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Baseline EEG Pattern on Continuous ICU EEG Monitoring and Incidence of Seizures

Swisher, Christa B.*; Shah, Dharmen*; Sinha, Saurabh R.*,†; Husain, Aatif M.*,†

Journal of Clinical Neurophysiology: April 2015 - Volume 32 - Issue 2 - p 147–151
doi: 10.1097/WNP.0000000000000157
Original Research
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Purpose: To identify the probability of detecting nonconvulsive seizures based on the initial pattern seen in the first 30 minutes of continuous EEG (cEEG) monitoring.

Methods: Continuous EEG monitoring reports from 243 adult patients were reviewed, assessing the baseline cEEG monitoring pattern and the presence of seizures during the entire monitoring period. The baseline EEG patterns were classified into nine categories: seizures, lateralized periodic discharges, generalized periodic discharges, focal epileptiform discharges, burst suppression, asymmetric background, generalized slowing, generalized periodic discharges with triphasic morphology, and normal.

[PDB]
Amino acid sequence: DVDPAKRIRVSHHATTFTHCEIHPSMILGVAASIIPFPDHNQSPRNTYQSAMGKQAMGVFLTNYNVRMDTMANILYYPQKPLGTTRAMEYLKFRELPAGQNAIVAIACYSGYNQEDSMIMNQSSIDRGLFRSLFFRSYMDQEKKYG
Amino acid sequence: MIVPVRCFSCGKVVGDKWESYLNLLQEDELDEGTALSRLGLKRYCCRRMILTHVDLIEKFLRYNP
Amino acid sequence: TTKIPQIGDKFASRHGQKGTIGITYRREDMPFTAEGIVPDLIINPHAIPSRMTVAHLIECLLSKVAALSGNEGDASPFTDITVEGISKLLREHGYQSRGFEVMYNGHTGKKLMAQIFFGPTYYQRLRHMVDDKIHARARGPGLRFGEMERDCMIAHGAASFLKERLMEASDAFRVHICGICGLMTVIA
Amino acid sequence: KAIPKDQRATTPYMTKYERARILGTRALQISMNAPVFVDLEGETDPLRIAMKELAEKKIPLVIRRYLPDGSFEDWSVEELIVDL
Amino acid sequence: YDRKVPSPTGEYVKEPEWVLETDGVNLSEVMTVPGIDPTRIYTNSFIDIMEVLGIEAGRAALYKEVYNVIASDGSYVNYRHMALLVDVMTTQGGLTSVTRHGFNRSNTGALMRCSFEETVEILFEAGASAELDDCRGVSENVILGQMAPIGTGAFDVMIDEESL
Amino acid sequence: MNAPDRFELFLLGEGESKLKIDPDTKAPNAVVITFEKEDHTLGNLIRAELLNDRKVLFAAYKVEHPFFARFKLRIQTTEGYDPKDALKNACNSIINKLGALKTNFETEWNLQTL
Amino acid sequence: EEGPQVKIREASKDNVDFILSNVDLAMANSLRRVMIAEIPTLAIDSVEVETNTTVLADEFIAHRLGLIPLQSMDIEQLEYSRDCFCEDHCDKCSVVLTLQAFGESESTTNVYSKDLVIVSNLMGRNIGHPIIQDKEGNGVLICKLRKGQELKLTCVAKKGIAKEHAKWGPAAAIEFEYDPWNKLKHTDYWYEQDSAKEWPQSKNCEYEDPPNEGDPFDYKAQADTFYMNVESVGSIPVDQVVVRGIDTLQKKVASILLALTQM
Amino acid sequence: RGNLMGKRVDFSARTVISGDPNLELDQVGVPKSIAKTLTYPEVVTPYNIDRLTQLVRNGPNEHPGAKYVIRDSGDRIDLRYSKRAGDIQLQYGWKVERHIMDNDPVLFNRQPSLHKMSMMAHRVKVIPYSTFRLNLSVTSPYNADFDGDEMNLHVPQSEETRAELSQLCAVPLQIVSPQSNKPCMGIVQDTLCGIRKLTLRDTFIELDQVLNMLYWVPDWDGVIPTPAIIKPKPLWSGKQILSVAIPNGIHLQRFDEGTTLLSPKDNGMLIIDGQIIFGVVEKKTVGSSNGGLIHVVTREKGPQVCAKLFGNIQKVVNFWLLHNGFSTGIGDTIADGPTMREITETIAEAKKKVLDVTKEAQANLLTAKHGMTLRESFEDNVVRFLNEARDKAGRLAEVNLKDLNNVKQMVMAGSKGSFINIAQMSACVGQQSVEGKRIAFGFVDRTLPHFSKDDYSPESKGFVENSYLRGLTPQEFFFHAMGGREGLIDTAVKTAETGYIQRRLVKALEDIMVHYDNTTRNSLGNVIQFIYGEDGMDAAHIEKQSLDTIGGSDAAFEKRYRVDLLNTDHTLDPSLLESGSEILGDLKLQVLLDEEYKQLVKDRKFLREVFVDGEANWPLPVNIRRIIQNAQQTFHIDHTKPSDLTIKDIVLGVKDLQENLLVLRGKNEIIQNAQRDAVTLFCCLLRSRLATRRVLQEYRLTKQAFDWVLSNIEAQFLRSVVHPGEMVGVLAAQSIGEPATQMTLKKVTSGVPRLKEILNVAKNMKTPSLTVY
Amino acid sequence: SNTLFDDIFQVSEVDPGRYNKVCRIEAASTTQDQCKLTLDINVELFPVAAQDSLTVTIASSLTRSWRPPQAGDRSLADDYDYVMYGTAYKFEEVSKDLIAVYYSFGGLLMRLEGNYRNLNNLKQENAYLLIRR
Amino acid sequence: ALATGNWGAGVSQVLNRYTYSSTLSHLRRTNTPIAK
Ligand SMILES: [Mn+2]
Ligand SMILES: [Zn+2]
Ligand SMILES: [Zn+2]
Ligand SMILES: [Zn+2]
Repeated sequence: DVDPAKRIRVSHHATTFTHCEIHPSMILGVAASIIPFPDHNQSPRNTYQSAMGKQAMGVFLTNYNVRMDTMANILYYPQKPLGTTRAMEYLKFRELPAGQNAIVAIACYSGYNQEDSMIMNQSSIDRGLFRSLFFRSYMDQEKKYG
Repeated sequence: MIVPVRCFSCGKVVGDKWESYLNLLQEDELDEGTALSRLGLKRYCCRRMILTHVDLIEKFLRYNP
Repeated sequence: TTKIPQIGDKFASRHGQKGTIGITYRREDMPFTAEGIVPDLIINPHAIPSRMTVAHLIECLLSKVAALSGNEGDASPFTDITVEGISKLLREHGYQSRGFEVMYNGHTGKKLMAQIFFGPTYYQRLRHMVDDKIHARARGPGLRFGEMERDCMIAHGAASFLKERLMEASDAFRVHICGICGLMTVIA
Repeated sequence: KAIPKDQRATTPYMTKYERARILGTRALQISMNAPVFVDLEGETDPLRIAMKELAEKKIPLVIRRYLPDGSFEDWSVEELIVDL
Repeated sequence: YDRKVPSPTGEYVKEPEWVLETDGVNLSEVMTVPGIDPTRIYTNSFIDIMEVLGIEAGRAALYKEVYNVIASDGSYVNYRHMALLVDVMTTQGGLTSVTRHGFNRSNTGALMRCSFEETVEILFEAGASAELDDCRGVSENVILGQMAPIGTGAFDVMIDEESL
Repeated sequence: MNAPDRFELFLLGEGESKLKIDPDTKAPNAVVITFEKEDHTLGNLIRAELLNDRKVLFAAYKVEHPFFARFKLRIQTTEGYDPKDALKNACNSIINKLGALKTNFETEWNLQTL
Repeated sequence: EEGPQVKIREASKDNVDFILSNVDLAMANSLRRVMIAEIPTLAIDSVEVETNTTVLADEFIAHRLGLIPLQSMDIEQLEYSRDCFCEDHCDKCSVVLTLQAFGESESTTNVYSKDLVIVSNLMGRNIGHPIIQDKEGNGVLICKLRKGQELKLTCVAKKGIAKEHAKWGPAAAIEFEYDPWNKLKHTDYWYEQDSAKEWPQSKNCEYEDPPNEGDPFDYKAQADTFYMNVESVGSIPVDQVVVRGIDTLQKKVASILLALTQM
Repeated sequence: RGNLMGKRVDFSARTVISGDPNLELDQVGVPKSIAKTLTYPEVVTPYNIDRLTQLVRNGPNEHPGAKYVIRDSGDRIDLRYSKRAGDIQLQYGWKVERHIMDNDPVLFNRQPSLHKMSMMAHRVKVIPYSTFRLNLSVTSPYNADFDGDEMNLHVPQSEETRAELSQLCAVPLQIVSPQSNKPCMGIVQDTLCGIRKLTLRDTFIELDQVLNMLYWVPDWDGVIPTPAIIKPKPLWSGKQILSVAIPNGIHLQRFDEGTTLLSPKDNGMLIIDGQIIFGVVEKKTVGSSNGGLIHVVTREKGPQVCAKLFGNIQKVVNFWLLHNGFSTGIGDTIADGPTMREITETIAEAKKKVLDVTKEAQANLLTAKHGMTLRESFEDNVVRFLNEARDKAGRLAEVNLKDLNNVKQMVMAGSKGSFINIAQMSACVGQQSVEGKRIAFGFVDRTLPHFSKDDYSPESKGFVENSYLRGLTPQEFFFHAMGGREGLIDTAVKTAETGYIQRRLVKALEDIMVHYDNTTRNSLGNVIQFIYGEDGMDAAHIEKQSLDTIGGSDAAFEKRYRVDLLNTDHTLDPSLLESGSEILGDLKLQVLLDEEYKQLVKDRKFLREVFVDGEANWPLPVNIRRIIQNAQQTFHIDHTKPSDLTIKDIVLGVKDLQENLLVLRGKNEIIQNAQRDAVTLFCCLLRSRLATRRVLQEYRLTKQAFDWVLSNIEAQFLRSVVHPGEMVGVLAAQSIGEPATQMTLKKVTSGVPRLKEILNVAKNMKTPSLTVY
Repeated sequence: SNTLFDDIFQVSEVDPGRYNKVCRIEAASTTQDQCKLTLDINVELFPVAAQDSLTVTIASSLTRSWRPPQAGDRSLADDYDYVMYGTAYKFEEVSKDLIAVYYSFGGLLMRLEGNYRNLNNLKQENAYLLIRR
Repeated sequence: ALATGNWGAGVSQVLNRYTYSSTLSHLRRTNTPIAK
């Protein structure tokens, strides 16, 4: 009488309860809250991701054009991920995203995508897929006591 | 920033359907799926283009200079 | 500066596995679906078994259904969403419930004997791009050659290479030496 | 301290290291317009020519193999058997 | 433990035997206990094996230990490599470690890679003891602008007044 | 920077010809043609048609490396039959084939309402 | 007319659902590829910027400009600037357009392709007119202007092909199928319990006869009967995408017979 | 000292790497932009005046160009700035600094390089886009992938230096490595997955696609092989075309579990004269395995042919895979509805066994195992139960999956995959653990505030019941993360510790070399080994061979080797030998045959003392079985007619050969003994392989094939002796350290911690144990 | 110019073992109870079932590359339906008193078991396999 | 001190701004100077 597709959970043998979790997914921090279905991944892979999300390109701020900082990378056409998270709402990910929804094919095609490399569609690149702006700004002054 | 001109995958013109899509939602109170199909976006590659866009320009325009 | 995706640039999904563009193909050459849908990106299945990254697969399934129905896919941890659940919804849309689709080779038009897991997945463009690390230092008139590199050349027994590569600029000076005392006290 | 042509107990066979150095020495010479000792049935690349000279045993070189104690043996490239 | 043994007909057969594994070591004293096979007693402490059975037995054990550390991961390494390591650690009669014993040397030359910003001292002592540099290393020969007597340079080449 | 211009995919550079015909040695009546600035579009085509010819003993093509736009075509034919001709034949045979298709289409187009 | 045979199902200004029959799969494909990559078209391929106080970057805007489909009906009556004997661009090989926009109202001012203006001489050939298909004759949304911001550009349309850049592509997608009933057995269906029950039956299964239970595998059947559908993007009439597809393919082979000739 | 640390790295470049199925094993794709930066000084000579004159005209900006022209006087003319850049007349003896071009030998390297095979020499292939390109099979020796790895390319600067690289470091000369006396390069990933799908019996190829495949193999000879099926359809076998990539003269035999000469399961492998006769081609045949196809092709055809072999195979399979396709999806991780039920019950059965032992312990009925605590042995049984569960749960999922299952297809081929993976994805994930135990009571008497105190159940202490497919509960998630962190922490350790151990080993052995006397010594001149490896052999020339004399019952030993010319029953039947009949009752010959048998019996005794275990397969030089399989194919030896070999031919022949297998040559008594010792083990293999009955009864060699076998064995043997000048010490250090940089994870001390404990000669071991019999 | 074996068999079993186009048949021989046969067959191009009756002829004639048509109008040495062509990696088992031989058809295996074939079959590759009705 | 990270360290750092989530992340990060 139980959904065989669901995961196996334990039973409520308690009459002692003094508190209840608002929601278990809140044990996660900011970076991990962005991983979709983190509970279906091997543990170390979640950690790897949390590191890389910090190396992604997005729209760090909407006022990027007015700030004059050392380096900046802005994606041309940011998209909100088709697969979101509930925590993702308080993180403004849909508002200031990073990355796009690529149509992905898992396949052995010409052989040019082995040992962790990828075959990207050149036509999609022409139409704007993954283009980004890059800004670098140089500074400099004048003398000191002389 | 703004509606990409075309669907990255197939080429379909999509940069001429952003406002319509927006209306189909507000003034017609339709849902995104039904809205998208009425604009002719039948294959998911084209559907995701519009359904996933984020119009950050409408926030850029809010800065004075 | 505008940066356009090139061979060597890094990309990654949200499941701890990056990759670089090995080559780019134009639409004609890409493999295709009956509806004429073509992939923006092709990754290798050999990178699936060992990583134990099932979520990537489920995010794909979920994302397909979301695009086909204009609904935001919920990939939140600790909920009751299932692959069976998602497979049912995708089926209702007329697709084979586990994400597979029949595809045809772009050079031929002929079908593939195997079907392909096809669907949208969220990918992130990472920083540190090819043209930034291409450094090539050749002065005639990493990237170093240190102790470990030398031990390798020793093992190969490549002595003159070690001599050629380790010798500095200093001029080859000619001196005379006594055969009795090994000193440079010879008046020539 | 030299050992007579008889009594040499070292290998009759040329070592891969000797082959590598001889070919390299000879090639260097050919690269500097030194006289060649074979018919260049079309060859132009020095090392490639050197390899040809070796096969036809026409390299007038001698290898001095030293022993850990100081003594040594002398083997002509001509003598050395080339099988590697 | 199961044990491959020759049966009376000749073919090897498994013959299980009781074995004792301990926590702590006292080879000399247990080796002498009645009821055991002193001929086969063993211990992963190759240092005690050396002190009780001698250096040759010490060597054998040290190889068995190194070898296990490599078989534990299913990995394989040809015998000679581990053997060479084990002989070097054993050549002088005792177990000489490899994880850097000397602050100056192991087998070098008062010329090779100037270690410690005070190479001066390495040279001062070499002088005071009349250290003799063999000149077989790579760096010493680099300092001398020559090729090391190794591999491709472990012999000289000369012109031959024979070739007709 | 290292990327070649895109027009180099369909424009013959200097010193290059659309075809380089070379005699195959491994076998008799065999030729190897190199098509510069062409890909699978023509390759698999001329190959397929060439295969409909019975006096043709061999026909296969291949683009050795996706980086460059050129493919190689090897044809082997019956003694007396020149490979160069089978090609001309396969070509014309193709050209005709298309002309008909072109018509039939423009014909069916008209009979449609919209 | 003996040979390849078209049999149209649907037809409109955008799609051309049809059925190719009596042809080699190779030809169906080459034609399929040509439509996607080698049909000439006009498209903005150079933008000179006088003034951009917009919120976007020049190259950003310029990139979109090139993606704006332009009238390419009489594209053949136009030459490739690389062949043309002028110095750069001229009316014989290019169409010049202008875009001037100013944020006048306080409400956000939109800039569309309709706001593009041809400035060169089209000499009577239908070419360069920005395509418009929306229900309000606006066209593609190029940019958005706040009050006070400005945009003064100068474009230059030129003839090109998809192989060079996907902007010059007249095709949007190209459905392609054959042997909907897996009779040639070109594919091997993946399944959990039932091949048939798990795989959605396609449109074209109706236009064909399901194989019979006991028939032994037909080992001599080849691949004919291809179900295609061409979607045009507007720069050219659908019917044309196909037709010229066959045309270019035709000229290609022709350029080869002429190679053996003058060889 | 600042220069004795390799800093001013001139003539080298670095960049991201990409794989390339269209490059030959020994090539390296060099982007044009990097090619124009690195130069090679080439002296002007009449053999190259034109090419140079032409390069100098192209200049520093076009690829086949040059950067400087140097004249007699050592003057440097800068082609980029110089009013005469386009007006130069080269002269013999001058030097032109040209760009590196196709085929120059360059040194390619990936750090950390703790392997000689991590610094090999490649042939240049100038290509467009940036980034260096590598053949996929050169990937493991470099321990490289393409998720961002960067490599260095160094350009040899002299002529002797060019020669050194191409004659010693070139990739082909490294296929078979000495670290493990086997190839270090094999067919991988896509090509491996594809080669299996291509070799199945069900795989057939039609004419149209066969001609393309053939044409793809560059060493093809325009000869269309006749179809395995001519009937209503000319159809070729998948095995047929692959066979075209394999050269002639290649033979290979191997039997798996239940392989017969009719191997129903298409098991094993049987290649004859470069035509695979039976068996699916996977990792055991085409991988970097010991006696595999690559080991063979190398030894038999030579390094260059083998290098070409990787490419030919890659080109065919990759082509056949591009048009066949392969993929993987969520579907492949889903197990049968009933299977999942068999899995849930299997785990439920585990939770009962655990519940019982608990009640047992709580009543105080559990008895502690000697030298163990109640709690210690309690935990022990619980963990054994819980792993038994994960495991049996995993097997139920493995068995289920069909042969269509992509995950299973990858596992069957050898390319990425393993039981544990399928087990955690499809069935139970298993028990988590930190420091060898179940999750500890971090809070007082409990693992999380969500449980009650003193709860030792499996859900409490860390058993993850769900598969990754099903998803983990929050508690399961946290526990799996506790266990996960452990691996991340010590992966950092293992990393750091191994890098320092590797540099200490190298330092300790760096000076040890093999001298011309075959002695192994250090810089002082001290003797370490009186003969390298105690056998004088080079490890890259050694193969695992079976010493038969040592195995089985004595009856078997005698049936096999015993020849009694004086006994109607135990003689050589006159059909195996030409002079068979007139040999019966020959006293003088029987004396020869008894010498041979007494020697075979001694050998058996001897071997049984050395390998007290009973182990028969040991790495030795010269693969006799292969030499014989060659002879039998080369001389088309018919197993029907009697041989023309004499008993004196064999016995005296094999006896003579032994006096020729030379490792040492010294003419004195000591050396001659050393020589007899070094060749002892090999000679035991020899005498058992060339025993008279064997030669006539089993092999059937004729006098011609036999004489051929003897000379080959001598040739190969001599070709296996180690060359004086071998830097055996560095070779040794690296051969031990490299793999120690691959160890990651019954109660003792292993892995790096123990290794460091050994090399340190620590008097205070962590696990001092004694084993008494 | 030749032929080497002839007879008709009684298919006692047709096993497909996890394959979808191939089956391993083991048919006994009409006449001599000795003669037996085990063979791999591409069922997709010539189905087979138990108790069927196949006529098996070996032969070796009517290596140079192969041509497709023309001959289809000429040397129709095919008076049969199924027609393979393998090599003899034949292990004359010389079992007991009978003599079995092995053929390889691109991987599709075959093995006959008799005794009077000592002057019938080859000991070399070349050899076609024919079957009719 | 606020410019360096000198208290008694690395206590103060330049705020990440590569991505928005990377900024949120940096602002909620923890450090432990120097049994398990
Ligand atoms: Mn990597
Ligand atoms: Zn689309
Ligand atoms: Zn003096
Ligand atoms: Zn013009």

Results: Overall, 51 patients (21%) had nonconvulsive seizures at any time during cEEG monitoring. Notably, 112 patients had generalized slowing as the initial EEG pattern, and none of these patients were noted to have seizures. Seizure rates among the types of baseline EEG findings were as follows: lateralized periodic discharges (56%, n = 9), burst suppression (50%, n = 10), generalized periodic discharges (50%, n = 2), normal (33%, n = 3), focal epileptiform discharges (31%, n = 35), and asymmetric background (11%, n = 46).

Conclusions: Patients with only generalized slowing seen on the baseline EEG recording are unlikely to develop seizures on subsequent cEEG monitoring. Depending on the clinical circumstance, the standard duration of cEEG recording (24–48 hours) may be unnecessary in patients with generalized slowing as their only cEEG abnormality.

*Department of Neurology, Duke University Medical Center, Durham, North Carolina, U.S.A.; and

Neurodiagnostic Center, Veterans Affairs Medical Center, Durham, North Carolina, U.S.A.

Address correspondence and reprint requests to Aatif M. Husain, MD, 299B Hanes House, 330 Trent Drive, Box 102350 Duke University Medical Center, Durham, NC 27710, U.S.A.; e-mail: aatif.husain@dm.duke.edu.

Presented as a poster at the American Clinical Neurophysiology Society Meeting, Miami, Florida, U.S.A., February 2013.

© 2015 by the American Clinical Neurophysiology Society